10.2.20 Q – There are rumors that Crystal’s President has stepped down. Can you please let us know what is going on and how this might affect those of us who are sticking with the company on cruises in 2021? 

A – We thought it best to share an internal announcement to the trades that addresses the current situation  at Crystal:


Jack Anderson steps in as interim CEO at Crystal

Oct 01, 2020

Veteran luxury cruise executive Jack Anderson has been named interim president and CEO of Crystal Cruises, effective Oct. 2.

Anderson is taking over for Tom Wolber, who Crystal said is stepping down at the end of his three-year contract to spend more time with his family and to pursue other interests. Wolber has served as the luxe line’s president and CEO since September 2017.

Jack Anderson

Jack Anderson

Anderson has worked for Crystal in various capacities over the past decade, most recently as a consultant and prior to that as vice chairman and senior vice president for marketing and sales.

“Jack’s history with Crystal runs deep; with nearly a decade of senior leadership and executive consultant roles at the company, combined with his 30-plus years of cruise industry experience, he possesses a profound knowledge of the Crystal brand and the luxury cruise market,” Tan Sri Lim Kok Thay, chairman of Crystal’s parent company, Genting Hong Kong, said in a statement, crediting Wolber for the successful introduction of Crystal’s river ships and expanding the line into the expedition market. “He is uniquely suited to step into this role during this pivotal time in travel, ensuring a seamless transition.”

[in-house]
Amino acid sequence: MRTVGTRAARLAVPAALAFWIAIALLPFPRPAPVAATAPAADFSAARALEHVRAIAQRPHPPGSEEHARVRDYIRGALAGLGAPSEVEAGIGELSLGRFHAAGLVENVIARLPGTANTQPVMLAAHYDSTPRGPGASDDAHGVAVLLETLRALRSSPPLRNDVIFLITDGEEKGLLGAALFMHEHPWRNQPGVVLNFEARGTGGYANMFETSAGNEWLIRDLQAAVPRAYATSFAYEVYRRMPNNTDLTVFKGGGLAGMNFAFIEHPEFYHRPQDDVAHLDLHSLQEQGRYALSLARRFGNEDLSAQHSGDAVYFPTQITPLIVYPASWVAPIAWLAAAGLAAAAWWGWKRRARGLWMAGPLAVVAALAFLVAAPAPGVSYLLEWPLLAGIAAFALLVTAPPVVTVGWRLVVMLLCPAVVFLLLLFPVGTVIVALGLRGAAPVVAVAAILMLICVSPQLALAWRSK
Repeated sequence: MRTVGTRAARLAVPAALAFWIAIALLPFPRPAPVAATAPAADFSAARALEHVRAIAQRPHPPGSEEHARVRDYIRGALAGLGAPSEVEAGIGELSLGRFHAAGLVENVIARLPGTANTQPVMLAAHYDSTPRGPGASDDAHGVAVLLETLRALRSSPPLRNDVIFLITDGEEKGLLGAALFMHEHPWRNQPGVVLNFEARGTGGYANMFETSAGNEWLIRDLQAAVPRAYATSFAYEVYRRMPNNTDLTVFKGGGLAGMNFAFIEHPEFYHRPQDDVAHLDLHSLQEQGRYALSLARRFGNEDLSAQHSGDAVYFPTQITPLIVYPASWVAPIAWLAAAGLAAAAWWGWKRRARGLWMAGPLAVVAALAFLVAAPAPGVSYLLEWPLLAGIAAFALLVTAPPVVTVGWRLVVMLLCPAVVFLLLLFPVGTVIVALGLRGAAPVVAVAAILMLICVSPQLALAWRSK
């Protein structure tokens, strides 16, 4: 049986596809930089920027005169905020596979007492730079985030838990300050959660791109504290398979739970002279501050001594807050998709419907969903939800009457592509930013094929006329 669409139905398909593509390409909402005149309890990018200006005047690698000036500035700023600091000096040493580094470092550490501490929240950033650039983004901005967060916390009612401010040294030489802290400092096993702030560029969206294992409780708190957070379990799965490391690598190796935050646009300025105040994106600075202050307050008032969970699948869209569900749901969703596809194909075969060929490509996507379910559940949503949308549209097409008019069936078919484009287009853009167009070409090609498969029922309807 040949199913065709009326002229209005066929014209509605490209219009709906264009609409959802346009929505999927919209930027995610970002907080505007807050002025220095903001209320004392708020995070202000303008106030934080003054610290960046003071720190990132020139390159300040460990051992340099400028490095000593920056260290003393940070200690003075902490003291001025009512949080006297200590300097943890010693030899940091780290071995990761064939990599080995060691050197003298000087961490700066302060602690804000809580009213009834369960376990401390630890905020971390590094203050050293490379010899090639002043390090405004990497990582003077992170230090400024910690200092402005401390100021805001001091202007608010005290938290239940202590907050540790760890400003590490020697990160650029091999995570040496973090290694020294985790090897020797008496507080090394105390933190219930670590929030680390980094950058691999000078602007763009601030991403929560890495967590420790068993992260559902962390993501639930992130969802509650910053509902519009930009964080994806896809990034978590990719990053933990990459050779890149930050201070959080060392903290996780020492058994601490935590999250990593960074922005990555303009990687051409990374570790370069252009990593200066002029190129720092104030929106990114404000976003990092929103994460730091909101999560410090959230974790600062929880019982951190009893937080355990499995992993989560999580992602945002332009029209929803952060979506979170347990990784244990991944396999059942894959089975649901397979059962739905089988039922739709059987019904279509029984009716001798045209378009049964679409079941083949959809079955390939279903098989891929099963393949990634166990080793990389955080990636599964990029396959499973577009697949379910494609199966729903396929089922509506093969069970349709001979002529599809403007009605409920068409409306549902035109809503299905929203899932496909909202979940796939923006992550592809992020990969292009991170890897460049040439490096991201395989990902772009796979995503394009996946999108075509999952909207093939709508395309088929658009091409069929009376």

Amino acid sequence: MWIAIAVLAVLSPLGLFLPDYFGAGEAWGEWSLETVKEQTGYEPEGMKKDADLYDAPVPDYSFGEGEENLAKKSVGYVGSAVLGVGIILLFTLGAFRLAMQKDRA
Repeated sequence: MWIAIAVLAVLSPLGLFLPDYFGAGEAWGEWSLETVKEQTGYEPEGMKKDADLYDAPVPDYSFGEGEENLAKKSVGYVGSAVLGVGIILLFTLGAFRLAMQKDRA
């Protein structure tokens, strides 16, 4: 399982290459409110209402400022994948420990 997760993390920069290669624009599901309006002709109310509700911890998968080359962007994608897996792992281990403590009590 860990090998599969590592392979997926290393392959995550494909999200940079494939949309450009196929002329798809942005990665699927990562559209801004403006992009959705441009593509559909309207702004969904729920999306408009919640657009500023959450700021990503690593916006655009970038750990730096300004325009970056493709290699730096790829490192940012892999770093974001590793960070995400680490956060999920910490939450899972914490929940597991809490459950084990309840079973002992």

Under Wolber, Crystal launched its four new river ships and ordered it first expedition vessel, the Crystal Endeavor, set to launch in 2021. Anderson oversaw Crystal’s commercial efforts as an advisor to Wolber.

Prior to his roles with Crystal, Anderson held senior marketing and sales positions with Seabourn, Holland America, Windstar Cruises and Carnival Corp.

In August Crystal sought to reassure clients and travel advisors that it was solvent after Genting, also parent company to two of Asia’s largest cruise lines, suspended payments to creditors on almost $3.4 billion, citing the impact of the Covid-19 pandemic.

Crystal said that although Genting “is engaged in a financial restructuring and fundraising exercise to address liquidity issues … It is important to understand that the company is not going out of business. Whatever option our parent company pursues, it will allow Crystal to operate its business.”